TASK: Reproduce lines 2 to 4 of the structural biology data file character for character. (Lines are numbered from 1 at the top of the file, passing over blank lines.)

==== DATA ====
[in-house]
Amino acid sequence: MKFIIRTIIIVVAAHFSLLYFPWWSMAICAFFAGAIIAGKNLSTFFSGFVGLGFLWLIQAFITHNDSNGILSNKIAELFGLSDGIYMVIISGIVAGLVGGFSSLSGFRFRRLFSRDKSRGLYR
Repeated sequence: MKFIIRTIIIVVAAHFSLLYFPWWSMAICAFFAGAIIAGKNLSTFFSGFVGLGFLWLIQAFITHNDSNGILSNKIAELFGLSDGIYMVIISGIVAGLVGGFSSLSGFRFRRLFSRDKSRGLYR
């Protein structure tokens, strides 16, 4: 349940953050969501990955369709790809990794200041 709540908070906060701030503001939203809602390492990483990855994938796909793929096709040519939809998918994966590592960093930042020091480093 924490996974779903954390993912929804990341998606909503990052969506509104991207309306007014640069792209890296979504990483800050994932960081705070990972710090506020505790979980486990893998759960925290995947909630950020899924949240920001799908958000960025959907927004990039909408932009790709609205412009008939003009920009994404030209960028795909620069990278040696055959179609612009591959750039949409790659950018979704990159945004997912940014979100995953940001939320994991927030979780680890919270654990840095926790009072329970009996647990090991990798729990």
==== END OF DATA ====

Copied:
Amino acid sequence: MKFIIRTIIIVVAAHFSLLYFPWWSMAICAFFAGAIIAGKNLSTFFSGFVGLGFLWLIQAFITHNDSNGILSNKIAELFGLSDGIYMVIISGIVAGLVGGFSSLSGFRFRRLFSRDKSRGLYR
Repeated sequence: MKFIIRTIIIVVAAHFSLLYFPWWSMAICAFFAGAIIAGKNLSTFFSGFVGLGFLWLIQAFITHNDSNGILSNKIAELFGLSDGIYMVIISGIVAGLVGGFSSLSGFRFRRLFSRDKSRGLYR
């Protein structure tokens, strides 16, 4: 349940953050969501990955369709790809990794200041 709540908070906060701030503001939203809602390492990483990855994938796909793929096709040519939809998918994966590592960093930042020091480093 924490996974779903954390993912929804990341998606909503990052969506509104991207309306007014640069792209890296979504990483800050994932960081705070990972710090506020505790979980486990893998759960925290995947909630950020899924949240920001799908958000960025959907927004990039909408932009790709609205412009008939003009920009994404030209960028795909620069990278040696055959179609612009591959750039949409790659950018979704990159945004997912940014979100995953940001939320994991927030979780680890919270654990840095926790009072329970009996647990090991990798729990």